Already assured of their maiden medal in the Commonwealth Games, a confident India will be hoping to ride on home support to seek a major upset against world champions and three-time gold medallists Australia in the final of the men's hockey event at the Commonwealth Games on Thursday.
The Indians have already scripted history by ensuring themselves at least a silver medal since hockey's introduction in the Games in the 1998 Kuala Lumpur edition after beating England 5-4 via tie-breaker in a dramatic second semi-final on Tuesday.
The title clash also gives India a great opportunity to avenge their identical 2-5 loss to the mighty Kookaburras during the pool stages as well as during the World Cup held at the Major Dhyan Chand National Stadium, earlier this year.
A win on Thursday will not only give eight-time Olympic champions India it's first-ever Commonwealth Games gold but will also do wonders for the national game, which is battling hard to redeem its lost pride.
The Indians are also on a roll as, after being piped to the corner in the preliminary stage, they made a remarkable comeback and defeated Pakistan 7-4 in their must-win final pool match to make it to the semis.
In the semi-final against ever-improving England, India displayed a lion-hearted performance and came back from two goals deficit to win the encounter 5-4 in the penalty shoot out.
In both the crucial matches against Pakistan and England, the Indians were helped by a packed, vociferous crowd who screamed their heart out to support the home team. And Australia too, India would be hoping a similar atmosphere if not less which will give them that extra advantage.
Even India coach Jose Brasa admitted that crowd support will play a big role in deciding India's fortune in this tournament.
"It is incredible to play in front of such a crowd. People here understand their hockey. They know when to cheer and shout," Brasa had said.
England captain Barry Middleton after their semi-final defeat had said, "Crowd or no crowd, Australians are too strong for any other teams in this competition."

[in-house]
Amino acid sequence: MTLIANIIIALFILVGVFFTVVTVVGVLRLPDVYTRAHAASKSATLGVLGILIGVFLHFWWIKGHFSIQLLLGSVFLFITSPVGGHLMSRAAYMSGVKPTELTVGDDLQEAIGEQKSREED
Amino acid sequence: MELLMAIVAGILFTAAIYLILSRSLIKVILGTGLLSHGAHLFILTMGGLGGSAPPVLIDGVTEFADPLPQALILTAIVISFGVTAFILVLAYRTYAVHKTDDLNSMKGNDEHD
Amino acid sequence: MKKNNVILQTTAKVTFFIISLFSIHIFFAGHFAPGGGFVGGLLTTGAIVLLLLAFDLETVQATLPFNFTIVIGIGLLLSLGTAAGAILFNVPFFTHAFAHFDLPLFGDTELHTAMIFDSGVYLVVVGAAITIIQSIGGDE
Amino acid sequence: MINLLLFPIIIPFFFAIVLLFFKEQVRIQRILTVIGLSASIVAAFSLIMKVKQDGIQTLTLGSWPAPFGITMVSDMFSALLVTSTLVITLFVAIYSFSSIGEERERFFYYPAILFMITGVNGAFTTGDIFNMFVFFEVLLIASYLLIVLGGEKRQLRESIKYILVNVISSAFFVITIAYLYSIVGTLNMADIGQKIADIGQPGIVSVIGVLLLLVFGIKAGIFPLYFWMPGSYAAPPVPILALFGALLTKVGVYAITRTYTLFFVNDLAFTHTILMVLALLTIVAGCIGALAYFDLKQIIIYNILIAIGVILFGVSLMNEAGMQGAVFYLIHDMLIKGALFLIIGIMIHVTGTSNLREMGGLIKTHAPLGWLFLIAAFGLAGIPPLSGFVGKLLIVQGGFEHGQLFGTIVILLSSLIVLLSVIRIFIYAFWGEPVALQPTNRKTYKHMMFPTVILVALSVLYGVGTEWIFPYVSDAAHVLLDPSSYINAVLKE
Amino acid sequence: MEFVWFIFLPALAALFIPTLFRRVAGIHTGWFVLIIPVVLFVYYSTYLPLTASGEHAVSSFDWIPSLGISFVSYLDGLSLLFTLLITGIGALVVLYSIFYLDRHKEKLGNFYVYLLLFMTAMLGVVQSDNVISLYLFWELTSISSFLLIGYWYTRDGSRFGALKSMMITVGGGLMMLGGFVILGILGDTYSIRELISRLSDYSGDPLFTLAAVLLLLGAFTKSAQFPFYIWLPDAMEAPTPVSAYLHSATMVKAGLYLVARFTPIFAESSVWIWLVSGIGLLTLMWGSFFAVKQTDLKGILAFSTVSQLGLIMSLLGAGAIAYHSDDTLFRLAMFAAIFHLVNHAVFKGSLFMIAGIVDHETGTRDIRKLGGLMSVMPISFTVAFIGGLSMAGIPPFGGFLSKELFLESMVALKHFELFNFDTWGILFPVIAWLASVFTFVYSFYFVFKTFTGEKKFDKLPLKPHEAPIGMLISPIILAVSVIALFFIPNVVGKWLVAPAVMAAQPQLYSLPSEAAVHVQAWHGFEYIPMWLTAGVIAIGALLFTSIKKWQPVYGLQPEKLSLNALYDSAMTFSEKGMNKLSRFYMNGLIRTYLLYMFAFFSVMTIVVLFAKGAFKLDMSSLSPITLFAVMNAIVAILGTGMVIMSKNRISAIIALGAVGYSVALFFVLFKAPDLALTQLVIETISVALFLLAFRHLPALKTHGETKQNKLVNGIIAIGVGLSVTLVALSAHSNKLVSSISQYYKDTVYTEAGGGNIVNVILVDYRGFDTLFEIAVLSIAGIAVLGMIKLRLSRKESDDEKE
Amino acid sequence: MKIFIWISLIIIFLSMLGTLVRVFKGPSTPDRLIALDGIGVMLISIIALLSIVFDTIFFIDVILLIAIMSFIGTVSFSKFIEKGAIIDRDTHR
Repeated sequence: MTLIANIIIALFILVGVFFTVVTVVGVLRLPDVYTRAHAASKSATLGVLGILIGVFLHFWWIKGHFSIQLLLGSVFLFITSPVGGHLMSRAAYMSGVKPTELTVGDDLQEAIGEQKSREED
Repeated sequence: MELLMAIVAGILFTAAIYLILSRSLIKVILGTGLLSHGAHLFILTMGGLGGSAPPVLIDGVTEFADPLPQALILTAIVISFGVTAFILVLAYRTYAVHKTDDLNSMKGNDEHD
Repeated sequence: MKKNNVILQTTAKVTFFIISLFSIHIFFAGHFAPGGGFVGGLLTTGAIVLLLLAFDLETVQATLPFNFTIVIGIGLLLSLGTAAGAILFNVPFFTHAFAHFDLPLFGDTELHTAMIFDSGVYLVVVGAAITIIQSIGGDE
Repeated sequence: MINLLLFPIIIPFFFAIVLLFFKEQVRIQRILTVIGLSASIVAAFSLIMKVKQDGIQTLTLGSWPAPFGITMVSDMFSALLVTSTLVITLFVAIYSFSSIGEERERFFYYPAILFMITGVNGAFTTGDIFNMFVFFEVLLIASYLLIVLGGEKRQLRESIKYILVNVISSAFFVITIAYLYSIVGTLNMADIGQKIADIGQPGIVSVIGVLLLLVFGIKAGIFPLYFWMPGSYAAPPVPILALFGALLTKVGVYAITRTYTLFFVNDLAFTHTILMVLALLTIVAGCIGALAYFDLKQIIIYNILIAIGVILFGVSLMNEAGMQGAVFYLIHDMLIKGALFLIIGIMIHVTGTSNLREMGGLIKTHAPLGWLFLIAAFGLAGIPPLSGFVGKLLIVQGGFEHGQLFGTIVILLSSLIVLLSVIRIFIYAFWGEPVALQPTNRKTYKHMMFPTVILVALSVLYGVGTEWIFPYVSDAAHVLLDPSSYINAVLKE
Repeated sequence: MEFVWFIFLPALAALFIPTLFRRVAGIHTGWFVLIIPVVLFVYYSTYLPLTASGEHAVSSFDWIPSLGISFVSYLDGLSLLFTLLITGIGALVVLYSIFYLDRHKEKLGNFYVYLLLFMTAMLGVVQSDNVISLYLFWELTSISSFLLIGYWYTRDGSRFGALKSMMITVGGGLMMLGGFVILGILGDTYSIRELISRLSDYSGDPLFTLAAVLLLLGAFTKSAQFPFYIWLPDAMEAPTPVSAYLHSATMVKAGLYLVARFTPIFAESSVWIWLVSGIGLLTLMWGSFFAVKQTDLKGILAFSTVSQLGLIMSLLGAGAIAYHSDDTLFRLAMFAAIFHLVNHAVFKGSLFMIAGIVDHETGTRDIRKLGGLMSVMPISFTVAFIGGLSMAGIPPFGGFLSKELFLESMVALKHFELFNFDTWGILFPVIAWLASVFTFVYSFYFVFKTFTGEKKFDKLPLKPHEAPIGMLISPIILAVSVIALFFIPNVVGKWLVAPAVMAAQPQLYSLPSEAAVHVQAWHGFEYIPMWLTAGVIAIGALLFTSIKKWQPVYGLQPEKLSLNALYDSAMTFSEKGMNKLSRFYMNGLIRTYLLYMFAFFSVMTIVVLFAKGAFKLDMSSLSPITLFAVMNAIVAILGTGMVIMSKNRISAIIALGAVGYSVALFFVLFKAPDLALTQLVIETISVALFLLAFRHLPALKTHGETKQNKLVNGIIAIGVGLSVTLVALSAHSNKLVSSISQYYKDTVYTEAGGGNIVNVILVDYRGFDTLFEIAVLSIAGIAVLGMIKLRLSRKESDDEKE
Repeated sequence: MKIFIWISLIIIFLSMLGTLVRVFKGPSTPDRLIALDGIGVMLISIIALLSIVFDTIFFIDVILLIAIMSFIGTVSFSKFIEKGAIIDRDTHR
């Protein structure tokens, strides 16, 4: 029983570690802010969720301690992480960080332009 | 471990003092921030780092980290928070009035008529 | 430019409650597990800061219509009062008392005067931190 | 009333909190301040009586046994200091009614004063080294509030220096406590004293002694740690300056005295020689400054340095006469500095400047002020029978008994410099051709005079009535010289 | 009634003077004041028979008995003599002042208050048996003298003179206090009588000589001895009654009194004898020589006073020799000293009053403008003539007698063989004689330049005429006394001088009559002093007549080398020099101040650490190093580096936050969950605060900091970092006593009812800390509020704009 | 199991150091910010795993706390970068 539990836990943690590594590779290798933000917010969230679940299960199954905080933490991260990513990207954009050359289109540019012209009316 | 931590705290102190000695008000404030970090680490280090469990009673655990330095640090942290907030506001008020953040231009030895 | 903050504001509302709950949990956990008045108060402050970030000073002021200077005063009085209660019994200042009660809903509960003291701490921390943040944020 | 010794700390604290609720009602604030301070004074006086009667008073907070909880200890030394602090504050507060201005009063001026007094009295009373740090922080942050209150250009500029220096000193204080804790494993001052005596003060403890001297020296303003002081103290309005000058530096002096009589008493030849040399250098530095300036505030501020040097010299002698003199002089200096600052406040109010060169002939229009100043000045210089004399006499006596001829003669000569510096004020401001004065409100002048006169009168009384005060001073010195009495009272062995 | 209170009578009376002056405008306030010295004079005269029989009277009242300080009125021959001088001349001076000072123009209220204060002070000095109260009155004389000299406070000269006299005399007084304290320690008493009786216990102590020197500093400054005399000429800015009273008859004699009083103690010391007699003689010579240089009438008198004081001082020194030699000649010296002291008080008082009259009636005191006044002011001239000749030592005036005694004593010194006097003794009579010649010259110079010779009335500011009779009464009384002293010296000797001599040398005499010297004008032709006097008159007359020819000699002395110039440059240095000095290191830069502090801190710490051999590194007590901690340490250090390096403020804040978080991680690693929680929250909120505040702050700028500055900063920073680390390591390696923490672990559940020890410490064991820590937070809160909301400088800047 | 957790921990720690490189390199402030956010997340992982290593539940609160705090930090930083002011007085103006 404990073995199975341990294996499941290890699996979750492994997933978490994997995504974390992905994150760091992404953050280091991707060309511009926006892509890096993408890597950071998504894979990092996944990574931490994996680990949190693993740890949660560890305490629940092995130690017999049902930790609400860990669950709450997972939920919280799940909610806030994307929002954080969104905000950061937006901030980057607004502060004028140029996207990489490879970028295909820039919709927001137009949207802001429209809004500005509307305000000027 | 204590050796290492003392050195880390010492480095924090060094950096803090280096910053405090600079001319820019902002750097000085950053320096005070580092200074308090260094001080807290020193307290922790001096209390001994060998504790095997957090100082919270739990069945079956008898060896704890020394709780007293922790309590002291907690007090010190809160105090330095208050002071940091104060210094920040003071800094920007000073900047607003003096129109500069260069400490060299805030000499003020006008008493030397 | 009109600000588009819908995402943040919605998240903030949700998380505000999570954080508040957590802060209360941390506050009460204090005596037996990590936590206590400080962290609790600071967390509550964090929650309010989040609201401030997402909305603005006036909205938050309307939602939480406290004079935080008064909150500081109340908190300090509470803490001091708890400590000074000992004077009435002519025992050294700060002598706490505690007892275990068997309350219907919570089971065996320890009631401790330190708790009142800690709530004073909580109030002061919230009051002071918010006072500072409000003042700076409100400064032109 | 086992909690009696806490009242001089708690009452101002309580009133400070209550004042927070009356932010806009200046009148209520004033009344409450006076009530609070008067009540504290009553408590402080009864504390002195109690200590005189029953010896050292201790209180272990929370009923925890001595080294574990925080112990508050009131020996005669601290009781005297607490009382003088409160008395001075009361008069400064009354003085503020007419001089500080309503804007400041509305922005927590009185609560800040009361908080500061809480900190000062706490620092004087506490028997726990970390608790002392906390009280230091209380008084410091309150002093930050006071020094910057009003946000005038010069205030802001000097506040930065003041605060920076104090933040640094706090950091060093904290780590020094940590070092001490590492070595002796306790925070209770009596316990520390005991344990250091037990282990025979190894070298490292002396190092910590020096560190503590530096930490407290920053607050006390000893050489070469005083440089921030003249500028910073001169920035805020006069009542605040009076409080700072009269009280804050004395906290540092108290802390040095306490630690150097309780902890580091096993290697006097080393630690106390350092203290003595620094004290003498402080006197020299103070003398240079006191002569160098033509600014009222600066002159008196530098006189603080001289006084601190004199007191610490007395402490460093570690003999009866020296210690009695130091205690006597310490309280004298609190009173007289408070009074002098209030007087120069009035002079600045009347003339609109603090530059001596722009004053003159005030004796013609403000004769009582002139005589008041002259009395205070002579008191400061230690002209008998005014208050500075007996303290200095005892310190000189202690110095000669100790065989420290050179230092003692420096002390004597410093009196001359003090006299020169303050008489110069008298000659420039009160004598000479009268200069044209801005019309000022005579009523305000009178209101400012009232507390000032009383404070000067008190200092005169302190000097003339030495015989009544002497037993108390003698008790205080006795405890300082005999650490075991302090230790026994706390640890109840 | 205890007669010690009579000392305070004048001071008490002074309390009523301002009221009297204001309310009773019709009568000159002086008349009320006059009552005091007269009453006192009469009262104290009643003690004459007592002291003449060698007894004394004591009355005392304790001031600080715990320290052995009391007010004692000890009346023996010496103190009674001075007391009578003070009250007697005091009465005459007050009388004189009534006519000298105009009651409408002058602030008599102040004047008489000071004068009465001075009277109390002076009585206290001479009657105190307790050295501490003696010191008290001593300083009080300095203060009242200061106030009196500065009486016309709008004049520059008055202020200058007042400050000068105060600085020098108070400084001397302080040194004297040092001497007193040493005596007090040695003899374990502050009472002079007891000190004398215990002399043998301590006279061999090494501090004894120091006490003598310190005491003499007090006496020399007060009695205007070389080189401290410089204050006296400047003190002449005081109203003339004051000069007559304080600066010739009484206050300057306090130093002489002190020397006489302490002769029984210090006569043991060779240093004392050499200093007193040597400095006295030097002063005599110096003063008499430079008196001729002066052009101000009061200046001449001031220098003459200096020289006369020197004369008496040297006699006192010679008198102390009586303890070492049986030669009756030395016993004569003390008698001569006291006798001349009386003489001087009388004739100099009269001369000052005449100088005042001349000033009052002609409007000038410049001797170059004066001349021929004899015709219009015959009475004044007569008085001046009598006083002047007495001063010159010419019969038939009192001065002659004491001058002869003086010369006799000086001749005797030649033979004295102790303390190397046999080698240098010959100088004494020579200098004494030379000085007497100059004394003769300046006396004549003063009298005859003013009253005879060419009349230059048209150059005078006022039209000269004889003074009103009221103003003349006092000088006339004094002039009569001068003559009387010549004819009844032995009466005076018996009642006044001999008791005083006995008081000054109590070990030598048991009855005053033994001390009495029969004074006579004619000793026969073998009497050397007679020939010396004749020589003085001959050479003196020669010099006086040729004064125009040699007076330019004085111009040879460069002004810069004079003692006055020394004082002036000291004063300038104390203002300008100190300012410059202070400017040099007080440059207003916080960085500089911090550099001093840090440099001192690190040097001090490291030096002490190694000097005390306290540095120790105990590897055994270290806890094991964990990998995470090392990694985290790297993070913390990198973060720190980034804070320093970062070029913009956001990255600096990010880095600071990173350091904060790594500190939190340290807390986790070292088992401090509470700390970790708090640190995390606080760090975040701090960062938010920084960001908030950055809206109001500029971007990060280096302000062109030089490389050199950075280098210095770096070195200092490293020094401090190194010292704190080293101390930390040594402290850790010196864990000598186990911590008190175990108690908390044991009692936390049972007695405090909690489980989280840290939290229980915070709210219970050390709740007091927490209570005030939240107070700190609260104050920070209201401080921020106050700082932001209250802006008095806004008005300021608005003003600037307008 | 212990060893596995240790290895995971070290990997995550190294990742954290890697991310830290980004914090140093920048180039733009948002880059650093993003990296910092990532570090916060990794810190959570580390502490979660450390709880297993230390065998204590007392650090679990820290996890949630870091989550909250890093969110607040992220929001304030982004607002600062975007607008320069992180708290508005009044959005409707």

When Brasa was told about English captain's remark, he gave a curt reply. "I don't agree with him."
Talking about the Australia game, Brasa had said, "We take one match at a time and cross the bridge when it comes."
However Brasa was quick to caution after England victory that it's too early to say that Indians are right up there among the top nations.
"Our first aim is to be among the top six hockey playing nations in the world. And yes, we are improving and climbing up the ladder gradually," Brasa said.
In both their last two matches, the Indians displayed smart, fast-paced hockey with their midfield and forwardline combining well to create chances.
The Rajpal Singh-led side also used the flanks to perfection in both the matches. However, defence still remains a major concern.
In a nutshell, India will have to dish out a far-more improved performance against the Kookaburras, who, if given a chance, will not waste a single opportunity to kill their opponents.
What is most heartening for India is that against England India's all three goals came from field play. But star-dragflicker Sandeep Singh once again disappointed with short corners and against Australia, he cannot afford to misfire.
But all said and done, Australia belong to a different league and are enjoying a dream run under coach Ric Charlesworth as they have won every major international tournament this season, including the World Cup held at the same venue and Champions Trophy in Germany.
The Kookaburras are the hot favourites to clinch the gold and their dominance can be gauged from the fact that they have not lost a single match in the Commonwealth Games since hockey's debut in 1998.
And going by their reputation, Australia would be determined to make it four gold in a row, which will stamp their authority among the Commonwealth nations, which plays hockey.
With a mixture of youth and experience in their ranks, the Australians sailed into the final of the Delhi Games with comfortable victories over their opponents, barring a hard-fought 1-0 victory over Pakistan in the pool stages.
However, one thing which might go against the Aussies in the summit clash is heat. To the dislike of Australia coach Charlesworth, the gold medal match would be played during the daytime under sweltering weather conditions.
"India have got fair amount of rest compared to us. We have played four matches in five days time under these extreme conditions but India is yet to play during the day time," Charlesworth had said.
"It is very hard to be consistent in those conditions but we have the fitness to counter these conditions," he concluded.